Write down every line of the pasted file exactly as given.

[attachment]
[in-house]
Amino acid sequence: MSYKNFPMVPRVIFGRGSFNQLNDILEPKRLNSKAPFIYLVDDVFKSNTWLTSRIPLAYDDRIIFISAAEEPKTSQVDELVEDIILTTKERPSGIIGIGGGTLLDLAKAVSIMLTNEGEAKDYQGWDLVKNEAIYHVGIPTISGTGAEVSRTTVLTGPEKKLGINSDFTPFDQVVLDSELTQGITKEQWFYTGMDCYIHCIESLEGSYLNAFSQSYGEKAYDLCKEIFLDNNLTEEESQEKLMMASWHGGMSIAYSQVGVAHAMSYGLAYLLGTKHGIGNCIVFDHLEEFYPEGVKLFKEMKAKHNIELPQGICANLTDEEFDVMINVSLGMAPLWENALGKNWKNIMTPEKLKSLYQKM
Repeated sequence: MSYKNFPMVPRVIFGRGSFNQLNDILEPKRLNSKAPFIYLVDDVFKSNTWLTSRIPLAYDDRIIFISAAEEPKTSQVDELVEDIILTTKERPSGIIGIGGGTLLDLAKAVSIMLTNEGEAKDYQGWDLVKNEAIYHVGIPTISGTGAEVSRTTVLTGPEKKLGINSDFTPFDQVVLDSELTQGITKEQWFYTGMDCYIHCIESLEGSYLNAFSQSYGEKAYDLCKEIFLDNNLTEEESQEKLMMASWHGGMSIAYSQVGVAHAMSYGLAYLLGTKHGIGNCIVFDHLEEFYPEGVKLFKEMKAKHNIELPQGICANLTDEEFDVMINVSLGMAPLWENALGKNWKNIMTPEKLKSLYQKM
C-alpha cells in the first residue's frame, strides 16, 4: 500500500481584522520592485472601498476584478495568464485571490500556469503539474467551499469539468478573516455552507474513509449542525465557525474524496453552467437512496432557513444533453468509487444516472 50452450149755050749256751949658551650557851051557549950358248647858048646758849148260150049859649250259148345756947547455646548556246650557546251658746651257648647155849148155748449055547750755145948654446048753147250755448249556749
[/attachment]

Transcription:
[in-house]
Amino acid sequence: MSYKNFPMVPRVIFGRGSFNQLNDILEPKRLNSKAPFIYLVDDVFKSNTWLTSRIPLAYDDRIIFISAAEEPKTSQVDELVEDIILTTKERPSGIIGIGGGTLLDLAKAVSIMLTNEGEAKDYQGWDLVKNEAIYHVGIPTISGTGAEVSRTTVLTGPEKKLGINSDFTPFDQVVLDSELTQGITKEQWFYTGMDCYIHCIESLEGSYLNAFSQSYGEKAYDLCKEIFLDNNLTEEESQEKLMMASWHGGMSIAYSQVGVAHAMSYGLAYLLGTKHGIGNCIVFDHLEEFYPEGVKLFKEMKAKHNIELPQGICANLTDEEFDVMINVSLGMAPLWENALGKNWKNIMTPEKLKSLYQKM
Repeated sequence: MSYKNFPMVPRVIFGRGSFNQLNDILEPKRLNSKAPFIYLVDDVFKSNTWLTSRIPLAYDDRIIFISAAEEPKTSQVDELVEDIILTTKERPSGIIGIGGGTLLDLAKAVSIMLTNEGEAKDYQGWDLVKNEAIYHVGIPTISGTGAEVSRTTVLTGPEKKLGINSDFTPFDQVVLDSELTQGITKEQWFYTGMDCYIHCIESLEGSYLNAFSQSYGEKAYDLCKEIFLDNNLTEEESQEKLMMASWHGGMSIAYSQVGVAHAMSYGLAYLLGTKHGIGNCIVFDHLEEFYPEGVKLFKEMKAKHNIELPQGICANLTDEEFDVMINVSLGMAPLWENALGKNWKNIMTPEKLKSLYQKM
C-alpha cells in the first residue's frame, strides 16, 4: 500500500481584522520592485472601498476584478495568464485571490500556469503539474467551499469539468478573516455552507474513509449542525465557525474524496453552467437512496432557513444533453468509487444516472 50452450149755050749256751949658551650557851051557549950358248647858048646758849148260150049859649250259148345756947547455646548556246650557546251658746651257648647155849148155748449055547750755145948654446048753147250755448249556749